I’m super pleased to be joining the A-Z STEM series again today with a post on science experiment safety. Although the experiments and activities on Science Sparks are very unlikely to cause any harm, proper care should be taken at all times, especially when working with very young children or when using a heat source.
Our ‘lab’ is usually our kitchen or outdoors, both of which have their own hazards to be considered. For example if the kitchen floor gets wet it becomes slippy, and outside there are lots of obstacles in the way of children carrying various bits of equipment.
An understanding of the correct procedure for carrying out experiments is a really good skill to develop from a young age.
Top tips for Science Lab Safety
Before the experiment
Read through what you’re going to do together, talking through each step and the reasons behind it.
Prepare everything you need in advance and discuss any parts of the activity where extra precautions should be taken, such as handling glass beakers or using electrical equipment.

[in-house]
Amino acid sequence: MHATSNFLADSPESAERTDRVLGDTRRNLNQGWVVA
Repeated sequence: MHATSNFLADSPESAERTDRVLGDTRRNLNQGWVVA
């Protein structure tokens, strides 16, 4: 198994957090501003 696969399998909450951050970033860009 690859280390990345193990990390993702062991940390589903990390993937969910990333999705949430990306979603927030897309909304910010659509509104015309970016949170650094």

Talk about the best clothing, if using food colouring I’d recommend wearing old clothes, and if spraying vinegar or using any chemicals eye protection should always be worn.
Long hair should be tied back.
Work near a sink in case you need to wash quickly.
Talk about moving carefully through the activity area and how experimental materials should not be eaten.
During the experiment
Care should be taken to follow instructions in the correct order, and proper safety equipment used at all times.
After the experiment
Make sure glass beakers, electrical equipment and other material are put away carefully.
Can you think of anything we’ve missed?
Children should always be supervised during any activities found on Science Sparks.
This post is part of the A-Z STEM Series. Every day during the month of January we will be bringing you exciting, science, technology, engineering, and math activities to do with your kids! By the end of the month you’ll have over 50 STEM activities to keep your kids busy learning.
Last Updated on January 21, 2015 by Emma Vanstone